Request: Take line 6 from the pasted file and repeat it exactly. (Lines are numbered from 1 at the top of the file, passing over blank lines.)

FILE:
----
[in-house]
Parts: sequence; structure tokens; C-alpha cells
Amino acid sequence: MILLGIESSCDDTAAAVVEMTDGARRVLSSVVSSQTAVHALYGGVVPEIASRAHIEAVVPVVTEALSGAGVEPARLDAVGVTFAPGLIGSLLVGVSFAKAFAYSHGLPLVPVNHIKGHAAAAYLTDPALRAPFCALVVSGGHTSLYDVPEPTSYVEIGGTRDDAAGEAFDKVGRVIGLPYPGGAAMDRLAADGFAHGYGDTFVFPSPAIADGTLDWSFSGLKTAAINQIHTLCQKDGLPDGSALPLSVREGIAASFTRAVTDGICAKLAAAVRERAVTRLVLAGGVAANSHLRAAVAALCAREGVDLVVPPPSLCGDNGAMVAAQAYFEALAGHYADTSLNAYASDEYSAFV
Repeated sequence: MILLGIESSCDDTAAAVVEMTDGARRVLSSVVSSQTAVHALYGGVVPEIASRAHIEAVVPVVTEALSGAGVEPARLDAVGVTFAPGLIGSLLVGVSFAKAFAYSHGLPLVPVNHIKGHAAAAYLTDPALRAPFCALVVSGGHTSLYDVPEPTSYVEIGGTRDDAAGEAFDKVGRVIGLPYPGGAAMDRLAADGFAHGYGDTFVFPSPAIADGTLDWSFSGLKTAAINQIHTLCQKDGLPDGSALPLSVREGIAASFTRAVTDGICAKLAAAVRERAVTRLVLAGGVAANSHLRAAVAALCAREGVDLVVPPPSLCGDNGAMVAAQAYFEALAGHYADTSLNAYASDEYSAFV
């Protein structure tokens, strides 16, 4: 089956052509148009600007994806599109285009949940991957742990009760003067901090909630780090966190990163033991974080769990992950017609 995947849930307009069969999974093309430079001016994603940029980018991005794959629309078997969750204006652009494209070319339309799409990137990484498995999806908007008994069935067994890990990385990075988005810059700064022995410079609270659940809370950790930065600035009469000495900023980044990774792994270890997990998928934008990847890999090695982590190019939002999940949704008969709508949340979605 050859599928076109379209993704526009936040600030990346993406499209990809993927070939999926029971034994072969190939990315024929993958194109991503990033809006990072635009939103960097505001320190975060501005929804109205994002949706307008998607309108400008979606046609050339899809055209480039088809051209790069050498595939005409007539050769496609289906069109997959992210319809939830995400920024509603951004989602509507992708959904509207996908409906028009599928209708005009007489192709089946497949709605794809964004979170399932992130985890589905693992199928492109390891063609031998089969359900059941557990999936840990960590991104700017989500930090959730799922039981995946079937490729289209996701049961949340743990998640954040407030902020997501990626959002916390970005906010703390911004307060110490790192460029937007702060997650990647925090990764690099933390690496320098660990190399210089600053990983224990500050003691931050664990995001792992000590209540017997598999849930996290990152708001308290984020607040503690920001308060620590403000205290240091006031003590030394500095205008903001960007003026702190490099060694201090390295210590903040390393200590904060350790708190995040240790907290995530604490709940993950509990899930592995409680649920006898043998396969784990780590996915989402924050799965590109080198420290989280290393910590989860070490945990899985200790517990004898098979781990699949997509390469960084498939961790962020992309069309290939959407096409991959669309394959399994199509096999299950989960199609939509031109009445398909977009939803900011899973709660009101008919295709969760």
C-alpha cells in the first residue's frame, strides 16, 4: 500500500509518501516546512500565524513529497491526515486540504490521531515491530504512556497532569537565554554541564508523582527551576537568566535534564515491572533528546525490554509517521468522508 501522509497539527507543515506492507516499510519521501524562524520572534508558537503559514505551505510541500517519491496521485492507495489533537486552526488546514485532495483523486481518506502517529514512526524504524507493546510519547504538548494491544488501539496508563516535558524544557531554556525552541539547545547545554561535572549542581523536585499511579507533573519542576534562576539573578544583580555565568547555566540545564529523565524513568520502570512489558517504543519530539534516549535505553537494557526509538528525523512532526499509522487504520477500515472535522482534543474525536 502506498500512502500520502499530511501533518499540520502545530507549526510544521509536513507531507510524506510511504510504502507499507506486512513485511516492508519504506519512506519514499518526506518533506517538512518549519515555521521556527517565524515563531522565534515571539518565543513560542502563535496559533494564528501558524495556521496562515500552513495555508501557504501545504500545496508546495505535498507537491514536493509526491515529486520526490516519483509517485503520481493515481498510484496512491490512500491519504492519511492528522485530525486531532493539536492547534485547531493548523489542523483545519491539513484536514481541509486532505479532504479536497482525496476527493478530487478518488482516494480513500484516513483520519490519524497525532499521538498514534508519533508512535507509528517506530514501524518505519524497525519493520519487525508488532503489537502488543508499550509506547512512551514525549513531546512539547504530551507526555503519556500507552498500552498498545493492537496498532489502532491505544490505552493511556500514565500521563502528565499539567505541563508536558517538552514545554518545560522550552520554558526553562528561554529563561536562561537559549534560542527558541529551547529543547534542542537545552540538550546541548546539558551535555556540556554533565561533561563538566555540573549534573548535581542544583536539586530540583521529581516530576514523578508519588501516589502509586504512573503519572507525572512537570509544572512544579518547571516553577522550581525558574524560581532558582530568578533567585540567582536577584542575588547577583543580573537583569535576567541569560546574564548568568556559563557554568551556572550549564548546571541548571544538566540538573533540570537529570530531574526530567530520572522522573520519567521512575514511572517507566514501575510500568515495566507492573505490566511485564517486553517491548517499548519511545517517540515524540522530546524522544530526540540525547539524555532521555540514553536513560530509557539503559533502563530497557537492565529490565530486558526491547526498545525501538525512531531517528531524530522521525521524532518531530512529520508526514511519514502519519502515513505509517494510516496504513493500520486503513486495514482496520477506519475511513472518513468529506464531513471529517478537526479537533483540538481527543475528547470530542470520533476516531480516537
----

C-alpha cells in the first residue's frame, strides 16, 4: 500500500509518501516546512500565524513529497491526515486540504490521531515491530504512556497532569537565554554541564508523582527551576537568566535534564515491572533528546525490554509517521468522508 501522509497539527507543515506492507516499510519521501524562524520572534508558537503559514505551505510541500517519491496521485492507495489533537486552526488546514485532495483523486481518506502517529514512526524504524507493546510519547504538548494491544488501539496508563516535558524544557531554556525552541539547545547545554561535572549542581523536585499511579507533573519542576534562576539573578544583580555565568547555566540545564529523565524513568520502570512489558517504543519530539534516549535505553537494557526509538528525523512532526499509522487504520477500515472535522482534543474525536 502506498500512502500520502499530511501533518499540520502545530507549526510544521509536513507531507510524506510511504510504502507499507506486512513485511516492508519504506519512506519514499518526506518533506517538512518549519515555521521556527517565524515563531522565534515571539518565543513560542502563535496559533494564528501558524495556521496562515500552513495555508501557504501545504500545496508546495505535498507537491514536493509526491515529486520526490516519483509517485503520481493515481498510484496512491490512500491519504492519511492528522485530525486531532493539536492547534485547531493548523489542523483545519491539513484536514481541509486532505479532504479536497482525496476527493478530487478518488482516494480513500484516513483520519490519524497525532499521538498514534508519533508512535507509528517506530514501524518505519524497525519493520519487525508488532503489537502488543508499550509506547512512551514525549513531546512539547504530551507526555503519556500507552498500552498498545493492537496498532489502532491505544490505552493511556500514565500521563502528565499539567505541563508536558517538552514545554518545560522550552520554558526553562528561554529563561536562561537559549534560542527558541529551547529543547534542542537545552540538550546541548546539558551535555556540556554533565561533561563538566555540573549534573548535581542544583536539586530540583521529581516530576514523578508519588501516589502509586504512573503519572507525572512537570509544572512544579518547571516553577522550581525558574524560581532558582530568578533567585540567582536577584542575588547577583543580573537583569535576567541569560546574564548568568556559563557554568551556572550549564548546571541548571544538566540538573533540570537529570530531574526530567530520572522522573520519567521512575514511572517507566514501575510500568515495566507492573505490566511485564517486553517491548517499548519511545517517540515524540522530546524522544530526540540525547539524555532521555540514553536513560530509557539503559533502563530497557537492565529490565530486558526491547526498545525501538525512531531517528531524530522521525521524532518531530512529520508526514511519514502519519502515513505509517494510516496504513493500520486503513486495514482496520477506519475511513472518513468529506464531513471529517478537526479537533483540538481527543475528547470530542470520533476516531480516537